Growing up in Providence, Rhode Island, designer and developer Ari Heckman sometimes passed by a run-down historic building that functioned as a gentleman's club, brothel, and pay-by-the-hour flophouse. Once, he even photographed the neon female silhouettes displayed in the window of the brick building for a high school art class. "It was really notorious, and an undesirable place to be. I'm sure my parents would have been horrified to know that I even walked by it as a kid," said Heckman, the founder of the Brooklyn firm ASH NYC, and a former Curbed Young Gun. "Obviously I never imagined that years later I would own the building."
The story of how this eyesore in downtown Providence became a stylish 52-room boutique hotel called The Dean, which opened this year, is a story of the triumph of optimism and naiveté over the inconvenient fact that, as Heckman puts it, "a set designer could not have designed a better crack house." It all started when a local contact approached him about the sale, and said, "You're going to laugh, because this building is horrifying, but you should go take a look. Maybe it will be interesting to you." Indeed it was; it became ASH NYC's very first hotel project.
The building had already had several lives by the time it became a gentleman's club. Built in 1912 by an episcopal diocese, it was originally meant to house members of the clergy. But by the Great Depression, the structure had morphed into housing for the indigent, and there was a chapel and a social service agency on the first floor. The rooms upstairs could be rented monthly. In the 1920s and 1930s, this part of downtown Providence was home to a vaudeville theater district, and the brick building soon became a flophouse for vaudeville actors. By middle of the century, downtown Providence had fallen into decline, and the historic building eventually became a strip club with 60 hourly rooms upstairs.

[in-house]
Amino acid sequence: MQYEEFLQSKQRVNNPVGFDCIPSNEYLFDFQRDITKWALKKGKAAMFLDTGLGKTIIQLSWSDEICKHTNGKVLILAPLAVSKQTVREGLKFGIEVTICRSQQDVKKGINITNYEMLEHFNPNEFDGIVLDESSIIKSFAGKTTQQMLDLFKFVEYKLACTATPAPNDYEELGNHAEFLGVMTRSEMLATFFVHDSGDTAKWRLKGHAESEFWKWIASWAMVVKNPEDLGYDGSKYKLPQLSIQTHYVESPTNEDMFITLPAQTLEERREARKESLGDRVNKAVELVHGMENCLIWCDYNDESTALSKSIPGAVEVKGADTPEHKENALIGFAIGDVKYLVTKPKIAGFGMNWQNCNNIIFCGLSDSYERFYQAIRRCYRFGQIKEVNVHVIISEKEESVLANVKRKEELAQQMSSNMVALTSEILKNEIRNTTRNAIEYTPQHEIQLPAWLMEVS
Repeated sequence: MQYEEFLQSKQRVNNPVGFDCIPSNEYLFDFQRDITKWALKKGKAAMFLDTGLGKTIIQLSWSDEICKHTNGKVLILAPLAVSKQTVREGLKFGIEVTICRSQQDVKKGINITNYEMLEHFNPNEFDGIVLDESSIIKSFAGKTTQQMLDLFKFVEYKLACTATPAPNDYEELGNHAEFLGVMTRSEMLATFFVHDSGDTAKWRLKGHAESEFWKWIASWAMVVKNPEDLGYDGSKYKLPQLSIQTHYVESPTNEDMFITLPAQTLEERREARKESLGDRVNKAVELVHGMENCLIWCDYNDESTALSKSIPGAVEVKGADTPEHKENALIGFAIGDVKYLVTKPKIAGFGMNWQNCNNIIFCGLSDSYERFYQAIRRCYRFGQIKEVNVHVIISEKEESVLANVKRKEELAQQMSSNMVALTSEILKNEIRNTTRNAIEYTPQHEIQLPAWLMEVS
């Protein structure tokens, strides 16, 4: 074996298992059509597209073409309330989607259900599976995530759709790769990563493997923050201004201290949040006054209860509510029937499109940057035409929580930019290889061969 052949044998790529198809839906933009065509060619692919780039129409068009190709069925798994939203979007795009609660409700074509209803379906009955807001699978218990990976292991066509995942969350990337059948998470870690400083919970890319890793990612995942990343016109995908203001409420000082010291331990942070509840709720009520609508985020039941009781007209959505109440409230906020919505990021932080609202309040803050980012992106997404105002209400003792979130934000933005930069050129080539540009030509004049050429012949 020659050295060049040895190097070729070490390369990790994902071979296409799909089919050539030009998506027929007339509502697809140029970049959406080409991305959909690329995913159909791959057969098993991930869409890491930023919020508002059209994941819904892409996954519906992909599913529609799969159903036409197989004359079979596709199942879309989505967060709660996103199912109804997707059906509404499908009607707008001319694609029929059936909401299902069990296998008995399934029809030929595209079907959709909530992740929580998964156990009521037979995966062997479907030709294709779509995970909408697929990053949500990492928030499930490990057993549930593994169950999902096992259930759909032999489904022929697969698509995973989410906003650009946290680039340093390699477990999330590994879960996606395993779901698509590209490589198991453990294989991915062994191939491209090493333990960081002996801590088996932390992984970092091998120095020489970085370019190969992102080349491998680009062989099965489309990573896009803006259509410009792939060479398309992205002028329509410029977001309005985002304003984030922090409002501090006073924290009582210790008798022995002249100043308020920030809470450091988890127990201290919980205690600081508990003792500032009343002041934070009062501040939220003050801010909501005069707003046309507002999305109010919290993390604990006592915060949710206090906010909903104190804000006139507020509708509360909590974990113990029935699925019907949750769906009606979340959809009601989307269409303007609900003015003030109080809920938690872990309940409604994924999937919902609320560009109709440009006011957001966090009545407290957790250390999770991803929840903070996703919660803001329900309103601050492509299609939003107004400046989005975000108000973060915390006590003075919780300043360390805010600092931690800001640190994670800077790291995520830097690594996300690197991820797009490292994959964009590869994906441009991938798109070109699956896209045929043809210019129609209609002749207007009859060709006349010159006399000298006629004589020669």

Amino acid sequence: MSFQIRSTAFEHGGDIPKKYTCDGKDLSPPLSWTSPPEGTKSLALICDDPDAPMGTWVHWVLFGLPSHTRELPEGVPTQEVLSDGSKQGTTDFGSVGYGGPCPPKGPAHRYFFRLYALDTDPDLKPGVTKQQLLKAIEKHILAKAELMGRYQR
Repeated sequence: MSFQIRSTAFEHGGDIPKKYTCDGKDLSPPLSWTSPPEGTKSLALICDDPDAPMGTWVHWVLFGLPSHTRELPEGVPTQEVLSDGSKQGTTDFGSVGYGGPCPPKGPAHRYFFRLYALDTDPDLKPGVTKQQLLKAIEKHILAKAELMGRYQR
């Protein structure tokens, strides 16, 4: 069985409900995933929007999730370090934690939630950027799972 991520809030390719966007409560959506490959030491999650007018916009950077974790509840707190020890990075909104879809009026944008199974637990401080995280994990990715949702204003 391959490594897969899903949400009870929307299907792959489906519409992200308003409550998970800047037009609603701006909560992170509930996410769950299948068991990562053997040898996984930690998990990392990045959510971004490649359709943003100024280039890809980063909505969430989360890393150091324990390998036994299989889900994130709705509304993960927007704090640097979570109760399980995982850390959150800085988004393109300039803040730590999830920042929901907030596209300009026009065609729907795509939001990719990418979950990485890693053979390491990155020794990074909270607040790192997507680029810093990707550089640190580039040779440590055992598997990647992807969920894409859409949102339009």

"It was in that condition up until the moment we bought it," says Heckman. "I went to the building on the last day of its active strip club life. The next day, the lights were off and that was the end of that."
Perhaps unsurprisingly, the renovation was not as easy as just demolishing everything and starting from scratch. Surrounded by ornate mercantile buildings built between 1880 and 1930, this particular building, while indisputably the ugly duckling of the bunch, was located in a local and a national historic district. The layout of the rooms and ground floor was even considered historic, so ASH NYC, unable to knock out the partitions, had the massive challenge of turning grim pay-by-the-hour rooms into $350 a night king suites without changing the space's form at all.
"There were definitely moments of panic, where it felt highly unrealistic that we would be able to make something out of that," says Heckman. "There was nothing good happening in those rooms. They did everything wrong to make the space feel as disturbing as possible."
The rooms were incredibly dark, due to bizarre window treatments. The ceilings were only 7.5 feet high, with popcorn ceiling tile made of Styrofoam. The carpets were, predictably, disgusting. The ground floor had a number of stripper poles.
'I'm sure many people who are more seasoned in the hotel industry would have looked at this building, and thought 'there's no way you can do anything with that,' says Heckman. "In this case our naiveté worked to our advantage."
The firm's mandate was to restore the building to what it looked like in 1912. All the later add-ons needed to be stripped back to highlight the original architectural elements. The renovation team replaced all the windows with historically appropriate windows, restored the storefronts to their old layouts, and rebuilt a cornice that projects off the roof. After peeling away so many layers from what had initially resembled a pared-down brick box, the ASH NYC team made the welcome discovery that the building was far more intriguing than it had originally seemed. "Amazing details that just revealed themselves as we went through the construction process," says Heckman. The lobby now displays the building's century-old mosaic tile flooring.
The overhaul took 2.5 years. During a business trip to Belgium, the creative team got the idea to juxtapose a neutral color scheme and a minimalist vibe with American vintage décor and whimsical touches like an elephant side table cast in concrete. Much of the decor was made specifically for the hotel in New England; the rest came from Belgium.
The one-time gentleman's club has been divided into four different parts: a restaurant, a coffee shop, a bar, and a karaoke lounge. The karaoke lounge, with its bright red lights, disco ball, leather banquettes, and retro vibe, pays homage to the former space.
"I always thought that rather than white-washing over the history and the story, it made it a much more interesting place if there were subtle nods to that," says Heckman. "I think people enjoy participating in that from a distance, from a remove."
Staggering before-and-after photos, below: